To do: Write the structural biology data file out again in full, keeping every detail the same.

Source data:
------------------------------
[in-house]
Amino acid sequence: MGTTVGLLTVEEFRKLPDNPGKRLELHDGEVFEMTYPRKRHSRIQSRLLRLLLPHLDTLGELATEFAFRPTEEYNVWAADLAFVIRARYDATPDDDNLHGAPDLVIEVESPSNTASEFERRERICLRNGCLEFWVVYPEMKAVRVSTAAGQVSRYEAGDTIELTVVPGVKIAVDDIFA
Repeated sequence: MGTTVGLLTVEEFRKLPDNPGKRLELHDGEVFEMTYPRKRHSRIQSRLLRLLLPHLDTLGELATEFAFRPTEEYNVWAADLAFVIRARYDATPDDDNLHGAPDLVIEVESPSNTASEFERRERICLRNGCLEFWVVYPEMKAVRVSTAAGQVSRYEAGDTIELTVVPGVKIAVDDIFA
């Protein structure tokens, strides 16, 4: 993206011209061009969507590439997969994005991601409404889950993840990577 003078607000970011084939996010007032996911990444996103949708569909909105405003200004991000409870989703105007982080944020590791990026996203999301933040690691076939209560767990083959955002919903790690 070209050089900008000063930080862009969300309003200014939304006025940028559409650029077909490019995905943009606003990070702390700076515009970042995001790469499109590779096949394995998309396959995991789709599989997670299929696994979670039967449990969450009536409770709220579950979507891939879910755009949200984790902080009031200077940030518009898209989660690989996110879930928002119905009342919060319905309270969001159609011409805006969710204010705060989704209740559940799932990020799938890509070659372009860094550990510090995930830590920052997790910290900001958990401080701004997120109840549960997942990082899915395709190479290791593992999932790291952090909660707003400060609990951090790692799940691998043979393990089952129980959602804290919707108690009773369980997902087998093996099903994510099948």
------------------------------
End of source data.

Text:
[in-house]
Amino acid sequence: MGTTVGLLTVEEFRKLPDNPGKRLELHDGEVFEMTYPRKRHSRIQSRLLRLLLPHLDTLGELATEFAFRPTEEYNVWAADLAFVIRARYDATPDDDNLHGAPDLVIEVESPSNTASEFERRERICLRNGCLEFWVVYPEMKAVRVSTAAGQVSRYEAGDTIELTVVPGVKIAVDDIFA
Repeated sequence: MGTTVGLLTVEEFRKLPDNPGKRLELHDGEVFEMTYPRKRHSRIQSRLLRLLLPHLDTLGELATEFAFRPTEEYNVWAADLAFVIRARYDATPDDDNLHGAPDLVIEVESPSNTASEFERRERICLRNGCLEFWVVYPEMKAVRVSTAAGQVSRYEAGDTIELTVVPGVKIAVDDIFA
């Protein structure tokens, strides 16, 4: 993206011209061009969507590439997969994005991601409404889950993840990577 003078607000970011084939996010007032996911990444996103949708569909909105405003200004991000409870989703105007982080944020590791990026996203999301933040690691076939209560767990083959955002919903790690 070209050089900008000063930080862009969300309003200014939304006025940028559409650029077909490019995905943009606003990070702390700076515009970042995001790469499109590779096949394995998309396959995991789709599989997670299929696994979670039967449990969450009536409770709220579950979507891939879910755009949200984790902080009031200077940030518009898209989660690989996110879930928002119905009342919060319905309270969001159609011409805006969710204010705060989704209740559940799932990020799938890509070659372009860094550990510090995930830590920052997790910290900001958990401080701004997120109840549960997942990082899915395709190479290791593992999932790291952090909660707003400060609990951090790692799940691998043979393990089952129980959602804290919707108690009773369980997902087998093996099903994510099948």